Tired of everything. Oh, well…

meet-people-leave-peopleI’m feeling a bit worn out, this morning. I’ve been feeling weary for a number of weeks, now. The whole international war / terror / WTF scene gets me down – partly because of the tone that everyone is taking, partly because I know from independent research how much the USA actually has to do with creating the conditions of international war / terror / WTF.

It’s complicated.

Work is good, and I love my job. It’s a lot, though. There’s a reason why many, many people don’t last at that company for longer than a year or two. It can be a brutal environment to work in, for some. For me, it’s just a lot. All the time. It keeps me on my toes. And it also wears me out.

That’s complicated, too.

My spouse has been so-so, for the past couple of months. They’ve been working a lot, and this weekend is their last business trip weekend till spring arrives. I’m ready for that break. It’s about danged time. When my spouse has a business trip, they need help getting everything together, and then when they return, there is the inevitable emotionalism, the volatility, the antagonism that accompanies their fatigue from the trip.

That’s less complicated, but considering that I need to deal with it when I am typically not at my best — when I’m wiped out from work, or I’m just trying to catch up with myself — it becomes more complicated than it needs to.

And I get tired. Worn out, wrung out, like a sponge that’s been used too often, and not rinsed out enough.

What to do?

What to do, indeed?

Ultimately, the only thing for me to do is… exactly what I’ve been doing for the past several days: take care of myself, don’t let myself get caught up in a lot of drama, see the bigger picture, tend to the things in my life that have meaning (and also need to get done)… and take care of myself some more.

That’s what I’ve been doing for the past few days. I’ve been feeling really out of it, and I’ve almost been in a couple of car accidents — once when someone braked really fast in front of me and I nearly rear-ended them (I stopped just inches from their rear bumper), and once when someone pulled right out in front of me when I was approaching the intersection where they were stopped, and they drove me off the road. Fortunately, my latest vehicle has all-wheel drive and anti-locking brakes. It saved my ass twice.

After the second near-miss, I realized that I wasn’t being careful enough. I wasn’t paying close enough attention. I was going too fast, in general.

So, I slowed everything down. I took a much more gradual approach to my life, not getting all wrapped up in the drama – the drama –  and just focusing on the things in front of me. Yesterday, especially, I did myself a huge favor and just took it easy. I caught up on some reading and writing I’ve been meaning to do, and instead of running out to do errands, I took a nice long nap and laid in bed as long as humanly possible, till my spouse needed to pack up and get on the road.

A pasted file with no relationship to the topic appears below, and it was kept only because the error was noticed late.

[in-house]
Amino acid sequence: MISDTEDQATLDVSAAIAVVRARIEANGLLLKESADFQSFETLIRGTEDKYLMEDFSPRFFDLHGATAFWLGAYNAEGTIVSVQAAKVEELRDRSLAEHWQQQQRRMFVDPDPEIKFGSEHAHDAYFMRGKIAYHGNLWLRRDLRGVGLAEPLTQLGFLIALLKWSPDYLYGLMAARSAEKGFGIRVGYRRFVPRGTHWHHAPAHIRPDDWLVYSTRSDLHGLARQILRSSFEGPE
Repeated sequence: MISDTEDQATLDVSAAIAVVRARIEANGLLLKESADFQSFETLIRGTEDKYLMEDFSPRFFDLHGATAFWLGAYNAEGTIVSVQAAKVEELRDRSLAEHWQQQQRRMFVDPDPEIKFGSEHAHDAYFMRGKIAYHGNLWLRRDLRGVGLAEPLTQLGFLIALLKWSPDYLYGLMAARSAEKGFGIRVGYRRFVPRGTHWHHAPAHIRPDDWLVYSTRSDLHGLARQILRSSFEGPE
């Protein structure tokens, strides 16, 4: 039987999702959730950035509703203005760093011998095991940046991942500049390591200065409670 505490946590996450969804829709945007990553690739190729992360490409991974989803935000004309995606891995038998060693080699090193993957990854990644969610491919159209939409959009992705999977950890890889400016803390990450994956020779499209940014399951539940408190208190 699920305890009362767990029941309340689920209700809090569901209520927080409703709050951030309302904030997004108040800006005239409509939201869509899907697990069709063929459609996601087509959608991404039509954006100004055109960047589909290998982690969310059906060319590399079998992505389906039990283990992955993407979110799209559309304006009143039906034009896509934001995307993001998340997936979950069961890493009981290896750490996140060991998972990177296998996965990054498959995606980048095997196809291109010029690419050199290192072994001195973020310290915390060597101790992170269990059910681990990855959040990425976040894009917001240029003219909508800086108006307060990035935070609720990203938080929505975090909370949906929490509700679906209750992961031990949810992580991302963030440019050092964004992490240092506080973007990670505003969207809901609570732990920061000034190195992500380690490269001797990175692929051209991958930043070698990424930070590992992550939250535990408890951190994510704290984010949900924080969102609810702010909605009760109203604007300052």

And last night, I just chilled. Again. No television, just listening to music, thinking about things, hanging out around the house.

It was just what I needed — a break. And it was as much of a mental break, as it was a logistical or physical one. I needed to just step away from all the craziness and busy-ness of “normal” life and allow myself to just be. I need to focus on things that build me up, not tear me down, and really live as fully as I can from moment to moment, rather than getting stuck in my head and getting tangled up in others’ tortuous thought processes.

It’s that hermit mind – desert mind – that I actually seek. I cannot control the world around me, and I cannot control the behavior of others. But I can control my own reactions to it and the way I relate to it. Every situation offers many, many different opportunities to get my act together. It’s really up to me, whether or not I do that.

And you know – it’s funny. The longer I live, the less I actually need to have and do. I realized lately that, all summer long,I wore pretty much the same clothing, from week to week. I have a week’s worth of work clothing, and I have my comfortable clothing for home. I wear just two or three t-shirts, trading off between them to wash them when they get really gamey. And I have two pairs of jeans — one that I wear to do outdoor work, one that I wear in polite company. I have a pair of sturdy work pants, and I have a hoodie that I wear to do dirty jobs.